Questions relating to the scientific study of language.

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128
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9answers
17k views

Is there a word or phrase for the feeling you get after looking at a word for too long?

(Perhaps this only happens to me, but I doubt it.) Sometimes after looking at a word for a while, I become convinced that it can't possibly be spelled correctly. Even after looking it up, sounding ...
56
votes
5answers
11k views

If the letter J is only 400–500 years old, was there a J sound that preceded the design of the letter?

I understand that the letter "J" is relatively new — perhaps 400–500 years old. But since there has long been important names that begin with J, such as Jesus, Joshua, Justinian, etc., and which ...
28
votes
3answers
34k views

Meaning of “native speaker of English”

Who is considered a native speaker of English? I am a little confused by the various answers found online.
21
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7answers
1k views

Has English adopted any common morphemes from languages that are not Greek, Latin, or French?

Has English adopted any common morphemes from any "exotic"-type languages? By that, I'm trying to exclude our most frequent borrowings; i.e. French, Latin, and Greek, from which nearly all our ...
21
votes
3answers
2k views

What is the origin of the “-th” suffix? What is the linguistic term for the meaning it adds to words?

I was teaching my young nephew some math the other day, and from discussing the typical sort of word problems he's encountering in class, I noticed that the "-th" suffix adds a distinct meaning to ...
20
votes
3answers
1k views

Old English instead of Latin in early Britain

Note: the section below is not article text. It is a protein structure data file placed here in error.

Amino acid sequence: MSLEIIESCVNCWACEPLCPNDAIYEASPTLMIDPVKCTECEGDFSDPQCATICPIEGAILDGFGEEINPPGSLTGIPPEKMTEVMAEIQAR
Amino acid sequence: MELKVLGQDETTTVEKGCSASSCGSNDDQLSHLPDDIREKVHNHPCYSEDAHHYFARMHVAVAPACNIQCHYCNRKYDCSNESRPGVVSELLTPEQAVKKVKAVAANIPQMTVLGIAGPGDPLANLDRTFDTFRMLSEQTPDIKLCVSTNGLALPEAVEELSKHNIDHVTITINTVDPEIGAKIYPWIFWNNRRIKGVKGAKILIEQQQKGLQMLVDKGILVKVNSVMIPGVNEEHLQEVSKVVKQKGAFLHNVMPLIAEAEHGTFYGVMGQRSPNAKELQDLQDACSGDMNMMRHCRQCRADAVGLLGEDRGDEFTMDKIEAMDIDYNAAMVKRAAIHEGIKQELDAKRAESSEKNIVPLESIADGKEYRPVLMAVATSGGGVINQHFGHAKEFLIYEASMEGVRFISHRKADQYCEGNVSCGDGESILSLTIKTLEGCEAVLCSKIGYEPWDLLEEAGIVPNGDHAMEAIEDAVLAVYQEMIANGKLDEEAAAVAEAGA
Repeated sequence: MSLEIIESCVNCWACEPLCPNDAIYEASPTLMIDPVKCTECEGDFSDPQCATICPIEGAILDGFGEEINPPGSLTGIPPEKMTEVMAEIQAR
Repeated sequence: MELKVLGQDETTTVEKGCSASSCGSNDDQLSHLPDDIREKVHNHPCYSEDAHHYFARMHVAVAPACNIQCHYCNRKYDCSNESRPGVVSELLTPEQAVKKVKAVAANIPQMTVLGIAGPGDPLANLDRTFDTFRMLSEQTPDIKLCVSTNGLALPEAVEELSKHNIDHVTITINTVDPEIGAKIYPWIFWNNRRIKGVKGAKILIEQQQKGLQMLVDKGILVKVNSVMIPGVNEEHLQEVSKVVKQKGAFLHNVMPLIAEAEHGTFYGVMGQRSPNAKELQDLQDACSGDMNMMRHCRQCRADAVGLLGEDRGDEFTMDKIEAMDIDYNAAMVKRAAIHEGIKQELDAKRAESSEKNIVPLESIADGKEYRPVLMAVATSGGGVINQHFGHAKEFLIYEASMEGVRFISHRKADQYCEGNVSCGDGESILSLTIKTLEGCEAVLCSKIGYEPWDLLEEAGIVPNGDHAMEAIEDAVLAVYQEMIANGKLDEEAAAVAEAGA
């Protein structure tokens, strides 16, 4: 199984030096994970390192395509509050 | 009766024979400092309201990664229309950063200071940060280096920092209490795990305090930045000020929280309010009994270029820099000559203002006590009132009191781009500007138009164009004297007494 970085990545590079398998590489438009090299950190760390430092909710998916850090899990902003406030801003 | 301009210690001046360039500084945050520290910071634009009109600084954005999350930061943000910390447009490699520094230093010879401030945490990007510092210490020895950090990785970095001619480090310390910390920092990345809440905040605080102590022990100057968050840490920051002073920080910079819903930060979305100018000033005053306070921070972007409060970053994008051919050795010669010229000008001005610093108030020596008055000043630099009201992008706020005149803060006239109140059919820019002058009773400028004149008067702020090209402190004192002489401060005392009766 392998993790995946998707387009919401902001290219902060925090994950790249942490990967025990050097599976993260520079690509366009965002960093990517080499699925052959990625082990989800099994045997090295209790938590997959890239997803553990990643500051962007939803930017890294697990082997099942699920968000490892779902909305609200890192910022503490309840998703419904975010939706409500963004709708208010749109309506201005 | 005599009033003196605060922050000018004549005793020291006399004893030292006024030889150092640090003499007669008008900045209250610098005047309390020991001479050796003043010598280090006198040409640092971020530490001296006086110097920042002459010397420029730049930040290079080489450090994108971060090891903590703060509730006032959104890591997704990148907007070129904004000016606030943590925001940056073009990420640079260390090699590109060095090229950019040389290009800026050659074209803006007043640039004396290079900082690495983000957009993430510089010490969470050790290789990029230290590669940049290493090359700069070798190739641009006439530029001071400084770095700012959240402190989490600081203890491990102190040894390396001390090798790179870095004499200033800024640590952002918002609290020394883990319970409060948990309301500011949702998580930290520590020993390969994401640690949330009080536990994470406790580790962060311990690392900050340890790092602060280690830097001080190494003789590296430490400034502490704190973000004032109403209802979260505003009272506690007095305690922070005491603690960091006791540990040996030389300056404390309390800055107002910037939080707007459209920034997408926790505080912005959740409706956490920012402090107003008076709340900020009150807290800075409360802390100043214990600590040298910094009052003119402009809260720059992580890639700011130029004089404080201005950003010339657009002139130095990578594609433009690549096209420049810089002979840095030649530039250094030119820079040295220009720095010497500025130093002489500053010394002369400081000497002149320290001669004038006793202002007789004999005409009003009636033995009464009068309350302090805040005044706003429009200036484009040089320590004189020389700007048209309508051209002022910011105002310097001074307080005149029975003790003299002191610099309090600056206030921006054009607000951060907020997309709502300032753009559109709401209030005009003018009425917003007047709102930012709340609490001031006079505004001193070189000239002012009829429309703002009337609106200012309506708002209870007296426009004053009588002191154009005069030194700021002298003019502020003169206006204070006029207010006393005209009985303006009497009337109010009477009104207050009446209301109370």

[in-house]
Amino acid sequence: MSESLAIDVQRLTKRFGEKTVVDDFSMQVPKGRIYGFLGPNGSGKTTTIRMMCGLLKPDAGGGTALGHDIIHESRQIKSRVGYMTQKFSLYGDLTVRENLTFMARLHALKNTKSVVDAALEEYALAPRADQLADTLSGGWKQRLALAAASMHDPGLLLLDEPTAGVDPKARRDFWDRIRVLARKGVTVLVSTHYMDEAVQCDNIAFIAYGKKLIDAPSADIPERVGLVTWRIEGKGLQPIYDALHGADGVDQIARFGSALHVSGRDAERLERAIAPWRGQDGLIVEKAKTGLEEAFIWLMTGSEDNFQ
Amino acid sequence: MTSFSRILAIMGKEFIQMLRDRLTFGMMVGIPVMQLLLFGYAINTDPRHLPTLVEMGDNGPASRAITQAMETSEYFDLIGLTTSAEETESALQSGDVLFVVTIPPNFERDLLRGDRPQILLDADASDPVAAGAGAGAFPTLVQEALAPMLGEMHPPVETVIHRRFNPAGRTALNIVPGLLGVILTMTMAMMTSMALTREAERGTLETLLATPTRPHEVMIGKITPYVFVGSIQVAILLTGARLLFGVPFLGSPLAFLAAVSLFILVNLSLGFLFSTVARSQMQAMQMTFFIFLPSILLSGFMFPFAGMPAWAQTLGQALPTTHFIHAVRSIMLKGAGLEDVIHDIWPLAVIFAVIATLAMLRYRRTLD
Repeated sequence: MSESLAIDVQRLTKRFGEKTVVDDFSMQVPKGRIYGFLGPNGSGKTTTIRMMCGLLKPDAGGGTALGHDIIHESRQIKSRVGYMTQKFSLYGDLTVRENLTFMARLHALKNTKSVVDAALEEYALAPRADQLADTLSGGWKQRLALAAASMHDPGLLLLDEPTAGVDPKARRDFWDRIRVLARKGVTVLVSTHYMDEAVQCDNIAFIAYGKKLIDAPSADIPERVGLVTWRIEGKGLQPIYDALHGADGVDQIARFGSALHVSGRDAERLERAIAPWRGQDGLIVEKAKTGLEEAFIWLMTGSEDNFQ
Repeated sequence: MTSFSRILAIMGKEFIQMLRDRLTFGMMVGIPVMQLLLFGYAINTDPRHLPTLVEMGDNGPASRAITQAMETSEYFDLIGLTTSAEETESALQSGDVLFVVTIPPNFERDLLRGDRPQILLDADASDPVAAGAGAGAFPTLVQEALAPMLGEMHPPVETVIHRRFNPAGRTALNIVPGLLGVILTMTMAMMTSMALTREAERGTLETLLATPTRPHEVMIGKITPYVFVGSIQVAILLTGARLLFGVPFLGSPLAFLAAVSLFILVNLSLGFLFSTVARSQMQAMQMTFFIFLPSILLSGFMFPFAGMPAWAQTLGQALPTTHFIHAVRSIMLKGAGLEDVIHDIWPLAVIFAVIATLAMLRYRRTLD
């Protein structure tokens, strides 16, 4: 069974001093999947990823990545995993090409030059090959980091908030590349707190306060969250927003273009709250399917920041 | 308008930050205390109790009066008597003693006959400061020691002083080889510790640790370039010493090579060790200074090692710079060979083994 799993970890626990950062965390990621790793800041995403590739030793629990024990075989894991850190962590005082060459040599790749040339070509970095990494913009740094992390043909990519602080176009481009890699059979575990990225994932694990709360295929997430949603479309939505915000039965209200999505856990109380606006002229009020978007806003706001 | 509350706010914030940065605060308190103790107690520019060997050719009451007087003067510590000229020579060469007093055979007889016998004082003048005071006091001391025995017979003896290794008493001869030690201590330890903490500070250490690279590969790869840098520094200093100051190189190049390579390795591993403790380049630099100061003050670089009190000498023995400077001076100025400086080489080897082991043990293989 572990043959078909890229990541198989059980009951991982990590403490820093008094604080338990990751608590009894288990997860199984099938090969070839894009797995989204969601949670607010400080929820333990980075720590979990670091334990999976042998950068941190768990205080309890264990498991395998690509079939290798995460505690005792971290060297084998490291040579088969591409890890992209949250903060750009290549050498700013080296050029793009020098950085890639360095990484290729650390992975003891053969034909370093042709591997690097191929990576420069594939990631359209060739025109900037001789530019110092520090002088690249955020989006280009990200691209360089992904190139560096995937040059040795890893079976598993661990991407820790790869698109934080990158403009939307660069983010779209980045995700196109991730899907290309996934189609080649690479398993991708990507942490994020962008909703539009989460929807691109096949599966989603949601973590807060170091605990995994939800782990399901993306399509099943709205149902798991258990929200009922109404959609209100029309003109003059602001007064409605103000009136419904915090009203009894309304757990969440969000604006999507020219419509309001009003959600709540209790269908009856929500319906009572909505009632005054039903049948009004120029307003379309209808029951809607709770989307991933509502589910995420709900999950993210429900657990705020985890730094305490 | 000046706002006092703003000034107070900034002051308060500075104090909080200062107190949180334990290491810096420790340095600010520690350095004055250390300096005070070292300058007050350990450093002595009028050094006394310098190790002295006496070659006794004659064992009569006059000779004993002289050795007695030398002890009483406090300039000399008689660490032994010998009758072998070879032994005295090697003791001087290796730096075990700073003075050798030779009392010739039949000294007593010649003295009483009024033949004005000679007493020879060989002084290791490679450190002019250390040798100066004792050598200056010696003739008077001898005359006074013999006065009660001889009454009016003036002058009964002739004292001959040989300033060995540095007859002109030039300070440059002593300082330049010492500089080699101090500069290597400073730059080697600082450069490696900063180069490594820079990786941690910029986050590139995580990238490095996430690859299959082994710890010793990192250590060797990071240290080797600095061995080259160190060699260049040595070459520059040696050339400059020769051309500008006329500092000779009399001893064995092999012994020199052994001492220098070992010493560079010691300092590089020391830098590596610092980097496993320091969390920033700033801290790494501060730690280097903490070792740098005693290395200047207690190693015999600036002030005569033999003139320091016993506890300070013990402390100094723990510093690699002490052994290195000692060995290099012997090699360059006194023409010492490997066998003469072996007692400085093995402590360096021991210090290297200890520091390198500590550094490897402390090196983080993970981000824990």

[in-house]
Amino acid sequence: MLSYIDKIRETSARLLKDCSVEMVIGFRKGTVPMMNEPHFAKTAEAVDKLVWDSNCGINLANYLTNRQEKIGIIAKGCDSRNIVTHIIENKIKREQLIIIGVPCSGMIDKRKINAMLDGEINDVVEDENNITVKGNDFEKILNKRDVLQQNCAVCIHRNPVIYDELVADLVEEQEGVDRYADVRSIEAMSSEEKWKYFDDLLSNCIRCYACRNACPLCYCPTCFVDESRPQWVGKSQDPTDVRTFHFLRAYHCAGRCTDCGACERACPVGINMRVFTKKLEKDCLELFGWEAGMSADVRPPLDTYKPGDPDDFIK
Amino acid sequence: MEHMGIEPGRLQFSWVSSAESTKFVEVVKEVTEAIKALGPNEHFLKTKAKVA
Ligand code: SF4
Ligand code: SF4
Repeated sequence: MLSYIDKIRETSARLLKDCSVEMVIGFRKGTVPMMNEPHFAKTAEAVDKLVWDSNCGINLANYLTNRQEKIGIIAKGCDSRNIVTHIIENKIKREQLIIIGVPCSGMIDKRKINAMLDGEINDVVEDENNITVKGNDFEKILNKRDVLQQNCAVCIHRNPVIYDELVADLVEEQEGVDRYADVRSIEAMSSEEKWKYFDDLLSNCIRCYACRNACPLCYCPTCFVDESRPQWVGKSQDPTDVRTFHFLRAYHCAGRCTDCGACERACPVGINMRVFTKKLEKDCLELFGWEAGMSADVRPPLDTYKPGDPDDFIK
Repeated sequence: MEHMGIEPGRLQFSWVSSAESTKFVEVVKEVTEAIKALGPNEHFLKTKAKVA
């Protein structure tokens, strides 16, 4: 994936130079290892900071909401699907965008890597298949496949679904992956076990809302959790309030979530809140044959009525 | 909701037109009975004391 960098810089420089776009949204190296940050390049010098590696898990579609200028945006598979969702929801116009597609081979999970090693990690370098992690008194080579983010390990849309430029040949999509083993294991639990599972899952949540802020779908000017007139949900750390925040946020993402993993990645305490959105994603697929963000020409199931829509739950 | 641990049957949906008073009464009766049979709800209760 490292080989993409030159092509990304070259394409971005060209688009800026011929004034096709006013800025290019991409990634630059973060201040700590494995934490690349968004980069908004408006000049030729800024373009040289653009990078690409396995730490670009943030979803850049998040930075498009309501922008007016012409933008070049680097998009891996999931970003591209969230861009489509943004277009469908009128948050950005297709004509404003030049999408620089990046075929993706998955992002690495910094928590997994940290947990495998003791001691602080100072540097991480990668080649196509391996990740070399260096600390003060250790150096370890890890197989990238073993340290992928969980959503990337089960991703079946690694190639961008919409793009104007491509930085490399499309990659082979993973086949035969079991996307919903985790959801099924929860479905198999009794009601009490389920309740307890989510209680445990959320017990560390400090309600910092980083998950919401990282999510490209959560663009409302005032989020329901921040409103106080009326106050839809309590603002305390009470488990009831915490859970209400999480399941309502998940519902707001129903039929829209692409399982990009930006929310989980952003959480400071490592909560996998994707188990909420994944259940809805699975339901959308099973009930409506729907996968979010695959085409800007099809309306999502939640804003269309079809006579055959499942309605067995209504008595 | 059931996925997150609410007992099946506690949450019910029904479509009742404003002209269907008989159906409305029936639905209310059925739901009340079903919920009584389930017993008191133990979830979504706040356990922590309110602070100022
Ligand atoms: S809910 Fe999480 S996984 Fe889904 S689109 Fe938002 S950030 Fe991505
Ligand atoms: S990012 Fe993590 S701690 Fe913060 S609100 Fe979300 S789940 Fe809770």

For almost 400 years, Britain was a Roman province. During that period, naturally, Latin was an important language in the region. When the Germanic tribes invaded the British Isles (around the 5th ...
19
votes
6answers
2k views

Is it true that iambic pentameter is “natural” to English? If so, why?

When I first read Dante's Divine Comedy in high school, I remember once being puzzled at what I thought were strained rhymes in the translation, and mentioned it to my English teacher. In reply, she ...
16
votes
11answers
1k views

Language Gibberish

Sometimes, in humor (or an attempt thereof), people will make up gibberish in a certain language in an attempt to poke fun at a language or its speakers. Made-up French, German, Italian, Chinese, most ...
15
votes
3answers
732 views

Are there sounds where the tongue is not symmetrical?

Are there sounds in English languages and accents where the tongue does not move symmetrically in the mouth, i.e. the right side of the tongue is not moving like the left side?
15
votes
4answers
2k views

How do you proceed from pronouncing “t” in the regular way to t-glottalization, as found in various English accents?

It's just strange to me because "t" is pronounced with the front teeth, while the glottalized "t" is produced with the back of the throat; that seems like quite a noticeable journey that couldn't have ...
15
votes
4answers
2k views

English questions and negation with *do* in syntax

A former lecturer of mine once explained why, from a syntactic point of view, the English rule that negation and questions are formed with the auxiliary do follows from other syntactic facts about ...
13
votes
5answers
418 views

Regarding the “i” in “think” vs “bit”

This is a phonetics question. I am teaching English as a Second Language. In phonetics, we all know the "i" in "think" is a "short i" sound. Additionally, the "i" in "bit" is a "short i" sound. ...
13
votes
3answers
1k views

When and why did the letter “u” begin being called [ju]?

We pronounce the name of the twenty-first letter of the alphabet homophonically with the word you. Was this what the letter was always called (ever since the analogous letter in Latin), or did it at ...
11
votes
2answers
2k views

Is the history of h-dropping in English in any way related to the silent h of French?

I was reading up on Richard the III, and his exploits just now in Wikipedia — as is the nature of Wiki, that further me led to stumble to Stafford, Duke of Buckingham's page, where I learned ...
11
votes
1answer
2k views

Is there a maximum number of suffixes that can be added to an English word?

You can add various derivational and inflectional suffixes on to most English words to create new longer words (or forms of words). But is there a definite or theoretical maximum that can be added in ...
10
votes
6answers
2k views

Exactly what language do I (we) speak?

As an American, and a particularly myopic one, I am a bit confused to the language that I speak. I understand that we were once a colony of England, where English was/is spoken, but do we in the ...
10
votes
5answers
10k views

Where does “ta!” come from?